Witnesses: Dickie Arbiter - Royal commentator, Former press spokesman for the Queen, Joan Smith - Author, columnist for The Independent, Stephen Haseler - Director of the Global Policy Institute, London Metropolitan University, Vernon Bogdanor - Research Professor, Institute of Contemporary History, King's College London.

Combative, provocative and engaging debate chaired by Michael Buerk with Michael Portillo, Claire Fox, Kenan Malik and Matthew Taylor.

WED 20:45 Four Thought (b01bm0py)
Series 2

Gordon Bridger: Re-thinking Foreign Aid

Gordon Bridger draws on a lifetime's experience as an economist in developing countries to argue that we should spend overseas aid differently to stop it doing more harm than good.

He urges an end to direct transfers of money to governments as he fears inadequate audit can too easily allow misuse of funds.

Four Thought is a series of talks which combine thought provoking ideas and engaging storytelling.

Recorded live in front of an audience at the RSA in London, speakers air their thinking on the trends, ideas, interests and passions that affect our culture and society.

Producer: Sheila Cook.

WED 21:00 Costing the Earth (b01blj2d)
[Repeat of broadcast at 15:30 on Tuesday]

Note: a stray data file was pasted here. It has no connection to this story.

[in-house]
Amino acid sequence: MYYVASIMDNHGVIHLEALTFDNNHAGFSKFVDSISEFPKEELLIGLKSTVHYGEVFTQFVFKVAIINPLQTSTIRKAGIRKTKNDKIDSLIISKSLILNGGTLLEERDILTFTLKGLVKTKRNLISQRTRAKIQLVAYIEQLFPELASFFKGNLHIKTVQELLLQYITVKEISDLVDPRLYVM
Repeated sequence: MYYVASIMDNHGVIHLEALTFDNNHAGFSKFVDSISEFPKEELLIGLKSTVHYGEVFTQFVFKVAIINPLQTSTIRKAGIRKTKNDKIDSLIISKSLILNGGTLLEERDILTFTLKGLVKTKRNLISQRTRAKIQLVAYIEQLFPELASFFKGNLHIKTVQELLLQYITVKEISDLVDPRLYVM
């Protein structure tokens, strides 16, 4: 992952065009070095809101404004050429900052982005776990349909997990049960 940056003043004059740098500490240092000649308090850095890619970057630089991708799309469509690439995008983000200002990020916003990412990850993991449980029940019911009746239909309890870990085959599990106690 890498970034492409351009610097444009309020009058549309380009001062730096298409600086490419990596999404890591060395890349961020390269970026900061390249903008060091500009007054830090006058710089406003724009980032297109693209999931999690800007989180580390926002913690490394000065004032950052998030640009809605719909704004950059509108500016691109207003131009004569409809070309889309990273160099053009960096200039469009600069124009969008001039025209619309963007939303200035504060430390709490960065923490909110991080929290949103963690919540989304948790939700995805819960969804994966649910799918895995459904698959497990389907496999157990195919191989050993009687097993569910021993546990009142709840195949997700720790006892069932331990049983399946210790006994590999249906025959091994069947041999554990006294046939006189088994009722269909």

WED 21:30 Midweek (b01bm0nx)
[Repeat of broadcast at 09:00 today]

WED 21:58 Weather (b01bgzxz)
The latest weather forecast.

WED 22:00 The World Tonight (b01bm0q0)
Presented by Robin Lustig. The latest from the Syrian city of Homs; the Government's healthcare plans are back in the Lords; and life for gypsies in the UK.

WED 22:45 Book at Bedtime (b01bm0q2)
Care of Wooden Floors

Episode 8

A starkly minimalist flat drives a writer to the edge in Will Wiles' darkly comic tale.

'Thanks so much for this; you're a real friend for helping me out. I don't feel comfortable leaving the flat for so long, not with the cats... You'll like it, it's a nice flat.'

When an unnamed writer finds himself entrusted with looking after a disturbingly perfect minimalist apartment for his friend, Oskar, he looks forward to a chance to write, relax and recuperate. But all too soon, and inevitably, things begin to go wrong. The flat is owned by his old university friend, Oskar, an avant-garde composer, best known for his piece, 'Variations on Tram Timetables' , who turns out to be quite the perfectionist...

Today: a wine-fuelled restoration project ends in further chaos, and then the angry cleaner returns, armed with her mop...

Reader: Bertie Carvel
Abridger: Sally Marmion
Producer: Justine Willett.

WED 23:00 Tina C (b01bm0q4)
Tina C's Global Depression Tour


Country legend Tina C challenges the Secretary for the US Treasury, the Chairman of the Federal Reserve and the former CEO of Goldman Sachs.

Where they have failed, she can come up with a solution to the Global Recession.

So Tina has set off on a six country tour to prove it - and her next stop is China.

Tina C ...... Christopher Green


Will Hutton
Victoria Inez Hard
James Lailey

Musical arrangements by Duncan Walsh Atkins and Christopher Green

Director: Jeremy Mortimer.

First broadcast on BBC Radio 4 in February 2012.

WED 23:15 What to Do If You're Not Like Everybody Else (b014gcmy)
Series 2

Leisure Pursuits